There’s a Big Problem With Your Car’s Tires
Regulators — and a reluctant industry — are finally starting to deal with it.
What image does the phrase car pollution bring to mind? You’re probably envisioning puffs of exhaust wafting from a vehicle’s tailpipe. And for good reason: Gasoline-powered automobiles generate over 16 percent of American greenhouse gas emissions.
But cars — even electric cars — also sully our planet in other ways, like the constant rubbing of tires against pavement. Such friction causes tires to gradually erode, spewing tiny chunks of chemical compounds that float through the air and settle on the ground, where rainwater carries them into streams, creeks, and riverbeds. We are only starting to understand the resulting impact on aquatic ecosystems, but we already know that one tire chemical, called 6PPD, has decimated certain fish populations.
Last week, the Environmental Protection Agency formally acknowledged the ecological damage wreaked by tire pollution. The agency announced that it would investigate the toxicity of 6PPD, a necessary step toward a potential ban on its widespread use in tire manufacturing. According to knowledgeable people I checked with, this is the first time that a federal agency has formally considered tires’ ecological harm. At long last, the U.S. is thinking beyond the tailpipe to examine hidden ways that cars befoul the planet.
The scientific community only recently began evaluating tire pollution in earnest, in part because it’s tricky to study the impact of individual tire compounds in the real world (far easier to bring a car into a lab, hook up sensors, and measure what comes out of its tailpipe). What we know so far about tire particles, which are a kind of microplastic, is deeply concerning. A 2021 study by the Pew Charitable Trusts found that tire compounds account for more than three-fourths of all microplastics in global oceans, threatening zooplankton that undergird marine food chains.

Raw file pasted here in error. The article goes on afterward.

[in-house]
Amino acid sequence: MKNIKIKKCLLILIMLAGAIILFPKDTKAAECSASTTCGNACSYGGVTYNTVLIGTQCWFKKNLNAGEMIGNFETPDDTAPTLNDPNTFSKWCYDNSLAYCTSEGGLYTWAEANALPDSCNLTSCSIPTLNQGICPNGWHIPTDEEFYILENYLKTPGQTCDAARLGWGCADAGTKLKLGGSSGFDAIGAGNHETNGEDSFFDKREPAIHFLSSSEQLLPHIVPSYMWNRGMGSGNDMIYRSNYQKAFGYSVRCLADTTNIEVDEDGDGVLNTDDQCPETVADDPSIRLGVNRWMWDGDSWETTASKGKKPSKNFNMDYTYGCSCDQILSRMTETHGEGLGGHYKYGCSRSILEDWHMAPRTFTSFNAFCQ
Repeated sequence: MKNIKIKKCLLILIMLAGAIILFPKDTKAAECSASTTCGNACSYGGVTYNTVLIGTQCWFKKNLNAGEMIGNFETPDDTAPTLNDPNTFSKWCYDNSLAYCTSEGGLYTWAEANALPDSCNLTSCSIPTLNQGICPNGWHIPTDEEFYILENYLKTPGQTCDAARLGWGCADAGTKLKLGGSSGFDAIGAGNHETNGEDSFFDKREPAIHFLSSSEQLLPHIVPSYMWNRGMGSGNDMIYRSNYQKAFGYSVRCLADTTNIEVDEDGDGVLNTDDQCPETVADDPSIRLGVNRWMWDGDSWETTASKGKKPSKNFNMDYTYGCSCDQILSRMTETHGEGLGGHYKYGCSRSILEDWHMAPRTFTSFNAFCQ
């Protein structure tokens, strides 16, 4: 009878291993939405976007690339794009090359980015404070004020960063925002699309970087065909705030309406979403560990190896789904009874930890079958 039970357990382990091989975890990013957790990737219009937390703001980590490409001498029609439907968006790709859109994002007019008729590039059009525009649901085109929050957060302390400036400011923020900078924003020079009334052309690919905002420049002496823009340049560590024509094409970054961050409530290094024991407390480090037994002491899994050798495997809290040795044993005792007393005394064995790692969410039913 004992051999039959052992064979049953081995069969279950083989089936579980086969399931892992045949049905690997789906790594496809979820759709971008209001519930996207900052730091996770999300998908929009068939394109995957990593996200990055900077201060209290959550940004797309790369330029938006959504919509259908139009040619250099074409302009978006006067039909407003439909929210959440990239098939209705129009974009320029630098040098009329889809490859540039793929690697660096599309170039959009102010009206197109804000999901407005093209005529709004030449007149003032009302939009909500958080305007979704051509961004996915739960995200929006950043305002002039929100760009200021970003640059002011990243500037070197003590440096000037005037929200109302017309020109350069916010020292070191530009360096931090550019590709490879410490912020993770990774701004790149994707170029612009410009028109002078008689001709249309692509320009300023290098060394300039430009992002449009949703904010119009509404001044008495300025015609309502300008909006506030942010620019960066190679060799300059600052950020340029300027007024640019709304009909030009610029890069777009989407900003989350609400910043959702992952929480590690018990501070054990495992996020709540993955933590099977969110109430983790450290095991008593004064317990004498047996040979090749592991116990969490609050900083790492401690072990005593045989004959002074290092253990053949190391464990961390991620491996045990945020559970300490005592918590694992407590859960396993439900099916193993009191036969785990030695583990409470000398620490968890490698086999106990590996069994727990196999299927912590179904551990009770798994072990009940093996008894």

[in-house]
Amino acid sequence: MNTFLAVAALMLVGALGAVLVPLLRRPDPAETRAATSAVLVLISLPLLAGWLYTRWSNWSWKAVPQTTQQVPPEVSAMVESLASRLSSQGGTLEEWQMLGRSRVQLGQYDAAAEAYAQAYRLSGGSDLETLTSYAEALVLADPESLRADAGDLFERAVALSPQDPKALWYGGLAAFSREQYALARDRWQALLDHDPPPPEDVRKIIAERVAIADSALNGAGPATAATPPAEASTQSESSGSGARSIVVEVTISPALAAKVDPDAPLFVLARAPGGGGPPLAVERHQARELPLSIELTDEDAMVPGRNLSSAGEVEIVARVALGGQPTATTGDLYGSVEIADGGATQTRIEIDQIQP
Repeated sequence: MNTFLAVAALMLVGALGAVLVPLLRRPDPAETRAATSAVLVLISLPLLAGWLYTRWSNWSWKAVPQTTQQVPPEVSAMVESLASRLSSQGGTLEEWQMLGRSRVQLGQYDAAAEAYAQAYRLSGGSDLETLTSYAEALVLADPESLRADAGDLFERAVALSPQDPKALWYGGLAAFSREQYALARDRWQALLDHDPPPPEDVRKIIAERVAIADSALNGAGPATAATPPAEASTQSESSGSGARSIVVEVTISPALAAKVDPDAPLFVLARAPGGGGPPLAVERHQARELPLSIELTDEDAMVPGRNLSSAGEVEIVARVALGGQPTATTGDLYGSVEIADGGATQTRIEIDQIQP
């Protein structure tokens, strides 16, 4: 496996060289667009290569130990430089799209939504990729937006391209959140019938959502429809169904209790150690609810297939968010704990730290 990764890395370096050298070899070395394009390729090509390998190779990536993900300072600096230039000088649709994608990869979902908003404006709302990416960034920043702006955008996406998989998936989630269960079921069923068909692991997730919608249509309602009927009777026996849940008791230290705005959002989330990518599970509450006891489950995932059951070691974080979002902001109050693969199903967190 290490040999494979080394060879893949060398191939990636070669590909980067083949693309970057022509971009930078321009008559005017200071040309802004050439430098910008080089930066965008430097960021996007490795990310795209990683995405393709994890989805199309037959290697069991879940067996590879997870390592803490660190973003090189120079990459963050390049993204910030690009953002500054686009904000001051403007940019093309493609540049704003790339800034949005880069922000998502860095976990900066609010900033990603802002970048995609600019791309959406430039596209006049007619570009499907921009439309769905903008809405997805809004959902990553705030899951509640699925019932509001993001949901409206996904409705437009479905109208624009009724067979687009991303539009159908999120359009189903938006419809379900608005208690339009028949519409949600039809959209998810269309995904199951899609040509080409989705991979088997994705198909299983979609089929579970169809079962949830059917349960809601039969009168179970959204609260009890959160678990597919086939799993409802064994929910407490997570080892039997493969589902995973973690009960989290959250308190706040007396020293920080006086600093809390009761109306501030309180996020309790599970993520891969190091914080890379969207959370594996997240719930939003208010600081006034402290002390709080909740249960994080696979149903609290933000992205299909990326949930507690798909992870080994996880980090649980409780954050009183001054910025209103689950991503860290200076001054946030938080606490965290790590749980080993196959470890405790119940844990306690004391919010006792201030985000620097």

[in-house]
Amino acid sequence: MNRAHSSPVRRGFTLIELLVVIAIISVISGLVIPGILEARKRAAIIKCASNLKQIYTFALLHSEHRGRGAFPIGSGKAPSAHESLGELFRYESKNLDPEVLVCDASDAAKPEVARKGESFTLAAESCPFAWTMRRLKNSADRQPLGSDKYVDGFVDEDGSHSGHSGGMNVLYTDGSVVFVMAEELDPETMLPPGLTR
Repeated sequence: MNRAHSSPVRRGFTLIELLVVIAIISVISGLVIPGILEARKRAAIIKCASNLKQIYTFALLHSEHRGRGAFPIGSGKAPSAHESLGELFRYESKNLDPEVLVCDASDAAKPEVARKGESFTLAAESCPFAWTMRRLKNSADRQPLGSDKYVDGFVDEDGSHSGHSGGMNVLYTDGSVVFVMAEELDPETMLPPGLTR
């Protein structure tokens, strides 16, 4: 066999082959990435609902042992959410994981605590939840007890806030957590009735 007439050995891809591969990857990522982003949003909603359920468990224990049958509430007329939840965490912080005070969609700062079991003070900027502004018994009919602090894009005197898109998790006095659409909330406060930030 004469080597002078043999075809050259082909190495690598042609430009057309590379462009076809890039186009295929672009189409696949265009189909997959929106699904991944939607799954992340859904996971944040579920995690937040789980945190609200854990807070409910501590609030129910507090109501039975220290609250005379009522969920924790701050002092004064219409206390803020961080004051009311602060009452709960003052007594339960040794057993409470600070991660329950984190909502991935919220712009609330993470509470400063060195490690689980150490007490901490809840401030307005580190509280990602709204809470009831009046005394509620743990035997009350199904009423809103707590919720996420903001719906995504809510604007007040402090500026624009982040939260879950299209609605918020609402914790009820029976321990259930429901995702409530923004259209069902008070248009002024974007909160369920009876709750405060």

In a bombshell 2020 study, University of Washington researchers directly tied 6PPD, a chemical in tires intended to prolong the products’ life, to the collapse of coho salmon populations in Puget Sound. 6PPD reacts with air to become 6PPD-quinone, a compound so toxic that exposure to even tiny concentrations in water can induce “acute mortality” in fish, according to the study.
“We started with a mix of 2,000 chemicals and were able to get all the way down to this one highly toxic chemical, something that kills large fish quickly,” said Edward Kolodziej, a co-author of the study, when it was first published. “We think it is probably found on every single busy road in the world.”
In a 2022 report, the California Department of Toxic Substances Control noted that the extirpation of coho salmon from the San Francisco Bay Area coincided with 6PPD’s widespread adoption during the latter half of the 20th century. This past June, that California department required tire manufacturers to search for a compound that could replace 6PPD. Recent research has found 6PPD-quinone to be similarly lethal to other fish species, including brook trout, rainbow trout, chinook salmon, and white-spotted char.
A national effort to mitigate 6PPD’s damage requires federal action. That puts the spotlight on the EPA, which has authority under the Toxic Substances Control Act to ban toxic chemicals. As the alarm bells began to sound in the West, the EPA created a 6PPD resource page on its website and last year launched a cross-agency working group to coordinate its response.
In August, the Yurok, the Port Gamble S’Klallam, and the Puyallup tribes (all of which are based in Washington state, where they have long harvested salmon) submitted a petition to the EPA requesting a prohibition on 6PPD, citing 6PPD-quinone’s toxicity for fish as well as its potential harm to humans. In October, the attorneys general of Connecticut, Oregon, Rhode Island, Vermont, and Washington sent a letter of support.